This report will assess the degree to which the organization of McDonald’s is customer centred. Established in 1955 as a small Illinois neighbourhood restaurant, McDonalds has developed rapidly in becoming one of the world’s best known brands of fast food with over “30,000 restaurants in over 120 countries and with 2001 sales in excess of $40 billion the company claims to be the world’s largest food service organisation” (Jones et al,2002). The McDonald’s brand continues to enhance its worldwide reputation to this day, the main reason behind this continual success is because the organization listens to its customer’s needs and expectations. It is imperative that McDonalds remain customer focussed due to the vast amount of competition in the fast food sector, “customer orientation is critical to business profitability (Donaldson,1993; Narver and Slater,1990) and is “a necessary antecedent of competitive advantage” (Ganesan,1994; Williamson,1991).
The typical McDonald’s customer cannot be stereotyped or defined. In an attempt to categorize the typical McDonald’s customer market research has been carried out which identifies different types of customers, for example (www.mcdonalds.com):
- A parent with two children – Visits the restaurant to give children a treat.
- Children – View McDonalds as a fun place to eat.
- A Business Customer – Visits during the daytime as service is fast, the food is good quality and can be eaten whilst on the move.
- Teenagers – Attracted by the Saver Menu and the affordable food, Wi-Fi internet access is also an attraction.
This report will attempt to assess specific parameters of focus for consideration with regard to customer centrality. The literature review will discuss several marketing concepts and models with the key concept being the 7 Ps Marketing Mix, by investigating how the 7 Ps model is integral to customer centrality various other concepts will arise as part of the marketing mix model.
“An organization which realizes that profits come from customers, not from products, will establish systems to measure and manage customer profitability” (Marketing Management,2003).
In order to appreciate and understand how customer relationships are critical for profitable organisations we need to understand the key fundamental marketing principles. Once these key principles have been discussed the author will discuss how these fundamental principles are applied within the organization of McDonalds.
The Marketing Mix Concept
A “consumer-centred organisation is focussed upon and structured around, identifying and satisfying the demands of its customers” (Marketing-Management,2009). The marketing mix management paradigm has dominated marketing thought, research and practice since it was introduced almost 40 years ago (Gronroos,1994). The marketing mix comprises four levers, by utilising the mix an organization can position themselves or their products in a way that makes them attractive to target consumers. Kotler and Keller (2006) define an organisations marketing mix as ‘a set of tools that work together to affect the marketplace’. Today’s marketing emphasis is on that of customer relations due to the competitiveness of the economy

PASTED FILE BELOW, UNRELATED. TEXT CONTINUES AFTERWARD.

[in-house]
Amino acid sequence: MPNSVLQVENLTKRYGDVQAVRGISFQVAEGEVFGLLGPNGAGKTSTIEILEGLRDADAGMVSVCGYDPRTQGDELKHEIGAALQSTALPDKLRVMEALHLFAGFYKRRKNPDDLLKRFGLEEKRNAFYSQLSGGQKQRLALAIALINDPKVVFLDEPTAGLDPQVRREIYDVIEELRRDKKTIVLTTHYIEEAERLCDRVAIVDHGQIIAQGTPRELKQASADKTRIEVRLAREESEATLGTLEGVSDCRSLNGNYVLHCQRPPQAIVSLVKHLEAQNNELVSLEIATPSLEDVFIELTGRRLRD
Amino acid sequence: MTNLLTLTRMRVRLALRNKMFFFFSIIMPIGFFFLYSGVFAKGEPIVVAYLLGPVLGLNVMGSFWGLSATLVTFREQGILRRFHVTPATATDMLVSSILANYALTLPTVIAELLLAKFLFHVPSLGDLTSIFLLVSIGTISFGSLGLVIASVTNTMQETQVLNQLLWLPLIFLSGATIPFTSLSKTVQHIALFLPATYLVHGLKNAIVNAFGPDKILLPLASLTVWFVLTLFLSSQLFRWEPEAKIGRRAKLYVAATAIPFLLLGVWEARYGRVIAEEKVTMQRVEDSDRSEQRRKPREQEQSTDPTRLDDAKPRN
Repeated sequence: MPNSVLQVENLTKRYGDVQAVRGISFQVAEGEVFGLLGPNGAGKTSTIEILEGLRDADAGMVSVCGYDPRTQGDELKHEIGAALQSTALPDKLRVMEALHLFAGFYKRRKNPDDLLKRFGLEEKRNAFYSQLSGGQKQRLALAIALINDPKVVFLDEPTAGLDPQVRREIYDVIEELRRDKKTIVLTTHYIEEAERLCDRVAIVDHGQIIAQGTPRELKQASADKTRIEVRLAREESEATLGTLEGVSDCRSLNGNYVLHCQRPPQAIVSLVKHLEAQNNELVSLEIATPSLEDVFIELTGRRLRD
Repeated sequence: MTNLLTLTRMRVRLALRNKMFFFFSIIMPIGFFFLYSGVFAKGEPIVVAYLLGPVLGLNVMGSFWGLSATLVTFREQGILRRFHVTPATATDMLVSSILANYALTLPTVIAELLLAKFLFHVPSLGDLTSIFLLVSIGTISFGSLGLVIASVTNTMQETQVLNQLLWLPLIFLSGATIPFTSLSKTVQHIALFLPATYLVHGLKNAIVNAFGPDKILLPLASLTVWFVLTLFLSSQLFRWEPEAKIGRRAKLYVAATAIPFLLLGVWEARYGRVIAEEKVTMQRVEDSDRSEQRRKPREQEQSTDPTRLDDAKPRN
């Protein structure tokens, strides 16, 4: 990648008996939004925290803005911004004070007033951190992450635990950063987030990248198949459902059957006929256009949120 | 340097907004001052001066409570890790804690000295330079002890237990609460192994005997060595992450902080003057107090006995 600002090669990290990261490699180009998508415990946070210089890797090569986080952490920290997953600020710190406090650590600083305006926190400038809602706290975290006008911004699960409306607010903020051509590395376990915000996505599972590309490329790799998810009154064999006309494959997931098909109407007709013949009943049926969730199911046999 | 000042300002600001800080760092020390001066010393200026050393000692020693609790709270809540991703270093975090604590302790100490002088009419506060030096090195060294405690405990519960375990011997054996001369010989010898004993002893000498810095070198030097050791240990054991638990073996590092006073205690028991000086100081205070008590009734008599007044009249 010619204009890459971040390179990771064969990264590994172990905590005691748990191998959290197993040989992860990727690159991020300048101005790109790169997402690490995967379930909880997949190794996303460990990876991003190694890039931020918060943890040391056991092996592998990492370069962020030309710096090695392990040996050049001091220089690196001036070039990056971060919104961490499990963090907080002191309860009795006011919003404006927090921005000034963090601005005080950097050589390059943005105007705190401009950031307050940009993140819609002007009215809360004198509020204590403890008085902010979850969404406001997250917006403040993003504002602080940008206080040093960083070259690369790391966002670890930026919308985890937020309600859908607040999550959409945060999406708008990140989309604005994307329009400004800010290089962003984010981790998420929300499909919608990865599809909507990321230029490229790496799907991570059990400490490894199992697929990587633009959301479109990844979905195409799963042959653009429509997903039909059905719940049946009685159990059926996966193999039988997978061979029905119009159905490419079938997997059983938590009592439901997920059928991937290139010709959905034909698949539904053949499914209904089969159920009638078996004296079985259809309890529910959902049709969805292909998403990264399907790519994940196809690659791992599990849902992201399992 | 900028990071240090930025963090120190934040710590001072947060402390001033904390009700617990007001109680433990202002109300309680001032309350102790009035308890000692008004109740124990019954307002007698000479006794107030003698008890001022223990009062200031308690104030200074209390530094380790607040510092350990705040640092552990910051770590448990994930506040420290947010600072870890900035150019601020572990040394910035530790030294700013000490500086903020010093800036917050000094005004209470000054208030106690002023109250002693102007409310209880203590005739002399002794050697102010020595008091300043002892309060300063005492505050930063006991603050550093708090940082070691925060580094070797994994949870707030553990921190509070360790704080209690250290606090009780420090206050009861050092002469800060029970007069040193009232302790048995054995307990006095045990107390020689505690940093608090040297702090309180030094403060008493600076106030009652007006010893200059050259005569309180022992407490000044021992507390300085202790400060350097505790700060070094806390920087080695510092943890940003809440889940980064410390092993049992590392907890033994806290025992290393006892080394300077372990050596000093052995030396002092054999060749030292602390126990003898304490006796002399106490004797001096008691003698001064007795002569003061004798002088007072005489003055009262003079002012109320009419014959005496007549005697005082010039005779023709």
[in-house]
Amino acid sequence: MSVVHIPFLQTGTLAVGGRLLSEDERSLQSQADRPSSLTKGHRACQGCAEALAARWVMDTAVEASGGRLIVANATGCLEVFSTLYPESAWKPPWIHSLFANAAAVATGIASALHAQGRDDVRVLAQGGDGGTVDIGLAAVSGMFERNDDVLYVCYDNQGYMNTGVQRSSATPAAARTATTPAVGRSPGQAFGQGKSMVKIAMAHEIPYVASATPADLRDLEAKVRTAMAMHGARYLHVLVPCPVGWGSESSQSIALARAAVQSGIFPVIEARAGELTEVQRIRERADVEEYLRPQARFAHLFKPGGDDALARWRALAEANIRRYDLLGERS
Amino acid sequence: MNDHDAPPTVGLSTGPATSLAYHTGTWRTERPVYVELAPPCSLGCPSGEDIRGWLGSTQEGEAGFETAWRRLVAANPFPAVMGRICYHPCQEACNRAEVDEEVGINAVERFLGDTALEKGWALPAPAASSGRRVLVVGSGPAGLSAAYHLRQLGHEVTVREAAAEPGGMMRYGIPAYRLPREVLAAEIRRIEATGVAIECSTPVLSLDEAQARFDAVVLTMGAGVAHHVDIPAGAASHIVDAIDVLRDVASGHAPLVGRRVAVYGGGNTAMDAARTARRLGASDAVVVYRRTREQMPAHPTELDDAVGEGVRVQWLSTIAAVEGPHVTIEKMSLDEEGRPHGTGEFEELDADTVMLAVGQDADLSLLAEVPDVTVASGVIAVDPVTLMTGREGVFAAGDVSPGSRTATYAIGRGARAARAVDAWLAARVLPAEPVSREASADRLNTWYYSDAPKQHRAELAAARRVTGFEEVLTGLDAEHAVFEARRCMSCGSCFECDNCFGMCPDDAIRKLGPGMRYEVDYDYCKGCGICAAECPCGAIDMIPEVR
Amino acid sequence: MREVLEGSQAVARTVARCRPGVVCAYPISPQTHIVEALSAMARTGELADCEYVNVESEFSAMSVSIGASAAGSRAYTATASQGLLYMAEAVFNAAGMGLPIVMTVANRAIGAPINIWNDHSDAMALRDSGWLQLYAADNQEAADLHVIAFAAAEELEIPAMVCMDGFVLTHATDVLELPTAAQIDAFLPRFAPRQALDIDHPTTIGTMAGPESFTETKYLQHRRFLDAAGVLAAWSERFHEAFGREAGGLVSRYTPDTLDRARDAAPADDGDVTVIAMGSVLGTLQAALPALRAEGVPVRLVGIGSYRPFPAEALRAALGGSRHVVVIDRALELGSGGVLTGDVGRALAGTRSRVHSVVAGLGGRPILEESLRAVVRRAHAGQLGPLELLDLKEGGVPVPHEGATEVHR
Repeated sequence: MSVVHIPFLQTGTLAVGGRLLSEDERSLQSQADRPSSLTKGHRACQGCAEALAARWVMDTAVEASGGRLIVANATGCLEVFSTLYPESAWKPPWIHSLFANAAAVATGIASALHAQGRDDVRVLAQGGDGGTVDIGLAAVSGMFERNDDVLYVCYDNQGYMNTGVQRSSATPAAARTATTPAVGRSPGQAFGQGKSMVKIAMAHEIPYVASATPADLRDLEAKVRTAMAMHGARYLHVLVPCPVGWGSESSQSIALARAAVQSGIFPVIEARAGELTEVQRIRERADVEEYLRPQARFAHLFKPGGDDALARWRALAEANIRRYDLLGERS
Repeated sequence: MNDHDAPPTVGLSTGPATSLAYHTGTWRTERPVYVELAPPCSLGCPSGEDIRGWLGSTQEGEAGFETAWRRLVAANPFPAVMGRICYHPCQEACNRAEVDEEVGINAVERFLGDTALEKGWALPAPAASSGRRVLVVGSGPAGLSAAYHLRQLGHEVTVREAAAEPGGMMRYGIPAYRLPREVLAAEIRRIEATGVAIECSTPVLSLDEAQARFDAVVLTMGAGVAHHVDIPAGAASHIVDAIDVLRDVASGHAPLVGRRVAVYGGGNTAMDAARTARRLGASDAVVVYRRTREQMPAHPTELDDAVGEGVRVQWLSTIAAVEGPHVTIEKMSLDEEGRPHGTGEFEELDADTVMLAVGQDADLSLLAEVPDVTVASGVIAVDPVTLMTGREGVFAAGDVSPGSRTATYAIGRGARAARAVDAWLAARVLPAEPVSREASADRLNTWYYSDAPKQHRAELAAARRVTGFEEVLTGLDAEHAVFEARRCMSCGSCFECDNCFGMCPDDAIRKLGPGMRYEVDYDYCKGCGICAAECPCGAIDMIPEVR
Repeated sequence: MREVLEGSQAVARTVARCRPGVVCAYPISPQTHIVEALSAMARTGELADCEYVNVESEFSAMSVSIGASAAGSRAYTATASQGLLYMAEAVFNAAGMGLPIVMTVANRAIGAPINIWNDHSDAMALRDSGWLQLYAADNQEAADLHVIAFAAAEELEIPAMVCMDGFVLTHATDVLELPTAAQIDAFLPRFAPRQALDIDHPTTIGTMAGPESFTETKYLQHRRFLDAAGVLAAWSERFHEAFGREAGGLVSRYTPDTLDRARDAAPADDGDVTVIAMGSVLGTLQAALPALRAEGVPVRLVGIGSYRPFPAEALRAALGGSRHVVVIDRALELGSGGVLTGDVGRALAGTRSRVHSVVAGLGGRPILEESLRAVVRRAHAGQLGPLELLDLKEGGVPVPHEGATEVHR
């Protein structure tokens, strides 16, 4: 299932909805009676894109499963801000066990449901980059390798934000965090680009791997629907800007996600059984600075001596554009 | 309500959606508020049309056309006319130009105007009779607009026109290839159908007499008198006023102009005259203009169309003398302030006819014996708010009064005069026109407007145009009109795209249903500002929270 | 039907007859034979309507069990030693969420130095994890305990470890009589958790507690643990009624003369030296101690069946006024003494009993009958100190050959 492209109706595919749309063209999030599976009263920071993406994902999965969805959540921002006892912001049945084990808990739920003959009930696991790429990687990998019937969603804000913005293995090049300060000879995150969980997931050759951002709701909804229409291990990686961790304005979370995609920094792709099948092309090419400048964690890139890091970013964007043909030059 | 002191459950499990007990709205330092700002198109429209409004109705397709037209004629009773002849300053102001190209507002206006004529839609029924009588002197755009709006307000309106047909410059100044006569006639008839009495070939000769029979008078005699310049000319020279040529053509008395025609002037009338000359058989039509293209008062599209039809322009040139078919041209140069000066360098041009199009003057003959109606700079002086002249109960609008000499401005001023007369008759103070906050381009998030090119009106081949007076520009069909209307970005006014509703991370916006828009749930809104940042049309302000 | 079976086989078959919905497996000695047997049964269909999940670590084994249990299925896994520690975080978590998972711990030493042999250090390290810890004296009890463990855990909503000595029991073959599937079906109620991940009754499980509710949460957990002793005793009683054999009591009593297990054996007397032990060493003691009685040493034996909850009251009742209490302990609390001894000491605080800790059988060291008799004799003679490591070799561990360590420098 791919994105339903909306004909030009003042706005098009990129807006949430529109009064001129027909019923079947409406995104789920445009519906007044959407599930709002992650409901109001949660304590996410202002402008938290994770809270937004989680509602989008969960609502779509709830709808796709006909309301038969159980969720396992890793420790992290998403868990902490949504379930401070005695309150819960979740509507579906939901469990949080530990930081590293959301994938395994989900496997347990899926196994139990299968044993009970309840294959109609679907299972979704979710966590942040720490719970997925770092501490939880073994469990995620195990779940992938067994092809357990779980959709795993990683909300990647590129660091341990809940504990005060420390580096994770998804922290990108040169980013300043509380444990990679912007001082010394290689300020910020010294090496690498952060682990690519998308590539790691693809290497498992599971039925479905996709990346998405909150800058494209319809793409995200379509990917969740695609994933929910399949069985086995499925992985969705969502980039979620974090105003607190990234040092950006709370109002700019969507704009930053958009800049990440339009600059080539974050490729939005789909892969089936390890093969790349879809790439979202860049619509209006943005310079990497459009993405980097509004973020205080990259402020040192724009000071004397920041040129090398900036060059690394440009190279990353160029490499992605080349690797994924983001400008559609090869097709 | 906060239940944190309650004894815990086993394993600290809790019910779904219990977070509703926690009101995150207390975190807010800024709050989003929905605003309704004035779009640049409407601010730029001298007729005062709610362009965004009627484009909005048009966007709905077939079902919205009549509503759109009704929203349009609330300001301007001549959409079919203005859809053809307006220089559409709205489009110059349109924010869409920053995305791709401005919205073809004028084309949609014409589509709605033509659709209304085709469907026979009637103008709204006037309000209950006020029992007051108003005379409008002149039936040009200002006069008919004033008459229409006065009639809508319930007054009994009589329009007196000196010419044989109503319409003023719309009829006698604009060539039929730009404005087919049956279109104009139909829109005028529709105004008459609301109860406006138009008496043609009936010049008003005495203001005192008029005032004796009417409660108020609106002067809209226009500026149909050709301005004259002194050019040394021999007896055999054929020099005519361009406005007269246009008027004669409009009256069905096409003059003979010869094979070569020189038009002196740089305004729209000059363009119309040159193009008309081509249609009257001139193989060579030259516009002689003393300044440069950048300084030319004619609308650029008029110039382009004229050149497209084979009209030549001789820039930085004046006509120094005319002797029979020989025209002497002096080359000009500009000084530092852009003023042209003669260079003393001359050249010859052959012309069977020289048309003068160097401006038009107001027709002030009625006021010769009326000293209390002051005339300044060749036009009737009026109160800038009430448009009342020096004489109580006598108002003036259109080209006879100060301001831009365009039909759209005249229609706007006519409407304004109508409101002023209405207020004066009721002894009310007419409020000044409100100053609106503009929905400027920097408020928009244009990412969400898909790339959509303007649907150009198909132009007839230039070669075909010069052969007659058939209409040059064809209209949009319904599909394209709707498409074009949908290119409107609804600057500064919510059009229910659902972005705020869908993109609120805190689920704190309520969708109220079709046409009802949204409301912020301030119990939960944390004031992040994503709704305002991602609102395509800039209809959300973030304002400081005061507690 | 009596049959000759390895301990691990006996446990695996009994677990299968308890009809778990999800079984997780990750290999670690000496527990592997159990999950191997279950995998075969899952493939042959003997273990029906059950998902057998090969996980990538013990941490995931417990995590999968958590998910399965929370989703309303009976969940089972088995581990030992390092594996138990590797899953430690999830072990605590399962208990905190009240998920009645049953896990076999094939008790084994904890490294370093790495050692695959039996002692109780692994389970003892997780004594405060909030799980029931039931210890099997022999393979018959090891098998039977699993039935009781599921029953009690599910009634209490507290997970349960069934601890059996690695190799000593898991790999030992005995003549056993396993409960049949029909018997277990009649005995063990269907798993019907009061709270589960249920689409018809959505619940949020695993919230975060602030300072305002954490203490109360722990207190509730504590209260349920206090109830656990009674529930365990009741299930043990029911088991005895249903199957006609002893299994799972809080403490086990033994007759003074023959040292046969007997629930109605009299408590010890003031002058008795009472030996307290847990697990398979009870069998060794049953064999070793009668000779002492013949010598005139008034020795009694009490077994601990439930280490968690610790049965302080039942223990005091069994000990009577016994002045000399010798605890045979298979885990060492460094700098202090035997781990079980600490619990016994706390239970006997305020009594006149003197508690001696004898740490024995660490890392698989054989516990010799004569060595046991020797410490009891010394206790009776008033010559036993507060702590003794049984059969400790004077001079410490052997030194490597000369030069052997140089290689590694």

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McCarthy (1964) developed the early marketing mix models and formulated the 4Ps concept consisting of product, price, promotion and place. Since its conception the 4Ps ‘became treated as the unchallenged basic model of marketing’ (Gronroos,1994) resulting in most other models and approaches being overlooked and discounted in preference of this model. Traditionally the marketing mix has consisted of the 4 Ps however Gronroos (2000) points out that
“during the last two decades marketing researchers have increasingly found that the list of 4 Ps is too restrictive and more…variables have been suggested…such as people, processes and physical evidence”.
The 4Ps framework is thought to be most relevant for introductory marketing and consumer marketing as opposed to services marketing (Rafiq et al,1995).
Gronroos (1994) argues that
“a list of categories of marketing variables…can never be considered a very one….A list never includes all relevant elements, it does not fit every situation and becomes obsolete”.
Crittenden (2007) backs up this statement with her view that ‘relying upon the tactical aspects of the marketing mix (4Ps) is insufficient for long -term success’ . Gronroos (1994) argues that the ‘four Ps constitute a production-orientated definition of marketing, and not a market-orientated or customer-orientated one’. Swartz et al (1973) adds validity to this statement in observing that some experts feel that public relations should be recognized as a distinctive marketing mix variable. Gronroos (1999) also argues that customer relations should form part of the marketing mix concept ‘ the marketing mix approach does not cover all resources and activities that appear in the customer relationships…of the customer relationship life cycle’, he states that the 4Ps are ‘far too simplistic’. Crittenden (2007) argues this point in saying ‘the successful simplicity of the 4P framework has allowed it to remain strong as an organizing method’. The 4 Ps concept is perceived as too restrictive, as it is centred more towards short term transactions rather, the concepts failure is that it does not concentrate on the importance of building and maintaining long term relationships with customers (Marketing Management,2003). In order to achieve customer centrality within the “marketing mix” concept Booms and Bitner (1981) proposed that the existing four elements of the marketing mix be extended to include three additional elements: physical evidence, people and processes. This revised marketing mix model is known as the 7 Ps with the concept used mostly within service industries and knowledge intensive environments. McDonalds uses the marketing mix concept with regards to customer centrality by utilising the framework in the manner;